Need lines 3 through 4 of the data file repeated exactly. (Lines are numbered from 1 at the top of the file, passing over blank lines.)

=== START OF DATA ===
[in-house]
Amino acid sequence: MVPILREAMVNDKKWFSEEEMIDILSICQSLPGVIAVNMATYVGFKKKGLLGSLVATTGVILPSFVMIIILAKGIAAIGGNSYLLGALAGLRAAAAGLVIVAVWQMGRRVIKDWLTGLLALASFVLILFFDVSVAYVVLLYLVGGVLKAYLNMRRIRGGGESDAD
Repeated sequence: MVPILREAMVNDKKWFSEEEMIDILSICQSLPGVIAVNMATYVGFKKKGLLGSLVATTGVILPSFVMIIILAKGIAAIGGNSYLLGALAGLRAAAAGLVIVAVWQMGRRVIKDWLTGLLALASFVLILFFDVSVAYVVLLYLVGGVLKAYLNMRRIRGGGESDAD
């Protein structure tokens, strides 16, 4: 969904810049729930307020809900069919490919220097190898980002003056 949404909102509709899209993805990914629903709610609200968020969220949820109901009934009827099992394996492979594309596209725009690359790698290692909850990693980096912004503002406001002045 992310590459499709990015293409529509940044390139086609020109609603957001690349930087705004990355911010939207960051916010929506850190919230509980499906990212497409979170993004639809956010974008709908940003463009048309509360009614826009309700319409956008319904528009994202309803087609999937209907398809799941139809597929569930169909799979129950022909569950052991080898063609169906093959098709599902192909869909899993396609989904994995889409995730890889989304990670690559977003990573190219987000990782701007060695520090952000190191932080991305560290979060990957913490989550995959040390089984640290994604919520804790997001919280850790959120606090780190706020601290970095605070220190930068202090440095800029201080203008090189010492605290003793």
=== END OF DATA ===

Repeated sequence: MVPILREAMVNDKKWFSEEEMIDILSICQSLPGVIAVNMATYVGFKKKGLLGSLVATTGVILPSFVMIIILAKGIAAIGGNSYLLGALAGLRAAAAGLVIVAVWQMGRRVIKDWLTGLLALASFVLILFFDVSVAYVVLLYLVGGVLKAYLNMRRIRGGGESDAD
């Protein structure tokens, strides 16, 4: 969904810049729930307020809900069919490919220097190898980002003056 949404909102509709899209993805990914629903709610609200968020969220949820109901009934009827099992394996492979594309596209725009690359790698290692909850990693980096912004503002406001002045 992310590459499709990015293409529509940044390139086609020109609603957001690349930087705004990355911010939207960051916010929506850190919230509980499906990212497409979170993004639809956010974008709908940003463009048309509360009614826009309700319409956008319904528009994202309803087609999937209907398809799941139809597929569930169909799979129950022909569950052991080898063609169906093959098709599902192909869909899993396609989904994995889409995730890889989304990670690559977003990573190219987000990782701007060695520090952000190191932080991305560290979060990957913490989550995959040390089984640290994604919520804790997001919280850790959120606090780190706020601290970095605070220190930068202090440095800029201080203008090189010492605290003793």